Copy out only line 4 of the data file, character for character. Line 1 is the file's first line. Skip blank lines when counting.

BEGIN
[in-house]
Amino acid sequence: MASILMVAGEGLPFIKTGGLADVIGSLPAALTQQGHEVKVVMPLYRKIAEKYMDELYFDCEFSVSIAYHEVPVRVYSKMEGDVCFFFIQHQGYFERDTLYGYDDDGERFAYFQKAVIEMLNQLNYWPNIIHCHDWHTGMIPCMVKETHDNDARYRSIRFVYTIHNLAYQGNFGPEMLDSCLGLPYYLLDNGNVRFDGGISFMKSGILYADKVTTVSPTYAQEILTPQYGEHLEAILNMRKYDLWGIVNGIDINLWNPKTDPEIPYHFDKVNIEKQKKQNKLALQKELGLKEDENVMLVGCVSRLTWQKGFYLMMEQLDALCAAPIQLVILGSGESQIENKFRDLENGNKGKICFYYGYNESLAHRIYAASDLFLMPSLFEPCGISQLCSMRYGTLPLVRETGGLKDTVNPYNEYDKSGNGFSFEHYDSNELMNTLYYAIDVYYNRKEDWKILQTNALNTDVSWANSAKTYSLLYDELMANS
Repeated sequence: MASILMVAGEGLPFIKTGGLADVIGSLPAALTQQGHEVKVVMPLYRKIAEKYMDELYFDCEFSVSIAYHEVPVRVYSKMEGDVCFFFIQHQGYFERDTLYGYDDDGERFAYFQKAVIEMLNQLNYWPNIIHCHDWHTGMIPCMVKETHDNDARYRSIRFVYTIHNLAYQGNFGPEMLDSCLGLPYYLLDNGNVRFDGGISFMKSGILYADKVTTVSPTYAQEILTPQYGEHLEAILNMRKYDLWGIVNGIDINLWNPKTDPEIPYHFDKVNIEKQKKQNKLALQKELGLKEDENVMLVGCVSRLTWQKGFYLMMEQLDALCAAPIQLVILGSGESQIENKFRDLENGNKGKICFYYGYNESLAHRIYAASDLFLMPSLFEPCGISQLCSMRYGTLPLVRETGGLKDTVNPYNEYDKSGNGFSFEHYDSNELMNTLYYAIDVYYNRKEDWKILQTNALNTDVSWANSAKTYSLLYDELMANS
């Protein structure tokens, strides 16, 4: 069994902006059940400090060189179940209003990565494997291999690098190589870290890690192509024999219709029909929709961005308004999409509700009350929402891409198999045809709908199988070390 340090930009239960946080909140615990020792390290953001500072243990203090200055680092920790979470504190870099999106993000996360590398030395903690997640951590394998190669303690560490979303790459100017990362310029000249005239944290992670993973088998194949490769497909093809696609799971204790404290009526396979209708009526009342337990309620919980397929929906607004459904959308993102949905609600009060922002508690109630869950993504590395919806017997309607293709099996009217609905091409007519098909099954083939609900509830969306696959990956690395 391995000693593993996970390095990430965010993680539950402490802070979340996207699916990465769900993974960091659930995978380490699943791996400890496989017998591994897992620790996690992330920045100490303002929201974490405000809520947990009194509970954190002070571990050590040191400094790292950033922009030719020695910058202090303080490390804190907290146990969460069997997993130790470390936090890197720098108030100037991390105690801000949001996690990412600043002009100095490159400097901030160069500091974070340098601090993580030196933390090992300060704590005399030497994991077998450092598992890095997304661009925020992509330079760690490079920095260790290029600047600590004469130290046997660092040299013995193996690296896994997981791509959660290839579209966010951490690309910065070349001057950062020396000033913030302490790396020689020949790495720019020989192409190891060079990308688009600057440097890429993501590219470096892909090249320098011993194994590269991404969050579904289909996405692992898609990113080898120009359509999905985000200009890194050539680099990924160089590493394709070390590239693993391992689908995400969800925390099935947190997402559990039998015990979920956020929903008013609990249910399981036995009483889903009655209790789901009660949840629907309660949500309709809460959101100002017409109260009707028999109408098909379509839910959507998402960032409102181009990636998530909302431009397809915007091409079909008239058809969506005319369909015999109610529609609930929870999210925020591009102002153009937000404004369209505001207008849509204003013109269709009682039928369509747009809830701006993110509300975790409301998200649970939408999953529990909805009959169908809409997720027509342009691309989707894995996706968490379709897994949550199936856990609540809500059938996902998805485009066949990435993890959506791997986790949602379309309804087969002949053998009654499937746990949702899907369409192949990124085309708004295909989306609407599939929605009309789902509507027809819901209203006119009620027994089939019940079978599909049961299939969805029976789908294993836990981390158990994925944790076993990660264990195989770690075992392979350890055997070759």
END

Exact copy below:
């Protein structure tokens, strides 16, 4: 069994902006059940400090060189179940209003990565494997291999690098190589870290890690192509024999219709029909929709961005308004999409509700009350929402891409198999045809709908199988070390 340090930009239960946080909140615990020792390290953001500072243990203090200055680092920790979470504190870099999106993000996360590398030395903690997640951590394998190669303690560490979303790459100017990362310029000249005239944290992670993973088998194949490769497909093809696609799971204790404290009526396979209708009526009342337990309620919980397929929906607004459904959308993102949905609600009060922002508690109630869950993504590395919806017997309607293709099996009217609905091409007519098909099954083939609900509830969306696959990956690395 391995000693593993996970390095990430965010993680539950402490802070979340996207699916990465769900993974960091659930995978380490699943791996400890496989017998591994897992620790996690992330920045100490303002929201974490405000809520947990009194509970954190002070571990050590040191400094790292950033922009030719020695910058202090303080490390804190907290146990969460069997997993130790470390936090890197720098108030100037991390105690801000949001996690990412600043002009100095490159400097901030160069500091974070340098601090993580030196933390090992300060704590005399030497994991077998450092598992890095997304661009925020992509330079760690490079920095260790290029600047600590004469130290046997660092040299013995193996690296896994997981791509959660290839579209966010951490690309910065070349001057950062020396000033913030302490790396020689020949790495720019020989192409190891060079990308688009600057440097890429993501590219470096892909090249320098011993194994590269991404969050579904289909996405692992898609990113080898120009359509999905985000200009890194050539680099990924160089590493394709070390590239693993391992689908995400969800925390099935947190997402559990039998015990979920956020929903008013609990249910399981036995009483889903009655209790789901009660949840629907309660949500309709809460959101100002017409109260009707028999109408098909379509839910959507998402960032409102181009990636998530909302431009397809915007091409079909008239058809969506005319369909015999109610529609609930929870999210925020591009102002153009937000404004369209505001207008849509204003013109269709009682039928369509747009809830701006993110509300975790409301998200649970939408999953529990909805009959169908809409997720027509342009691309989707894995996706968490379709897994949550199936856990609540809500059938996902998805485009066949990435993890959506791997986790949602379309309804087969002949053998009654499937746990949702899907369409192949990124085309708004295909989306609407599939929605009309789902509507027809819901209203006119009620027994089939019940079978599909049961299939969805029976789908294993836990981390158990994925944790076993990660264990195989770690075992392979350890055997070759």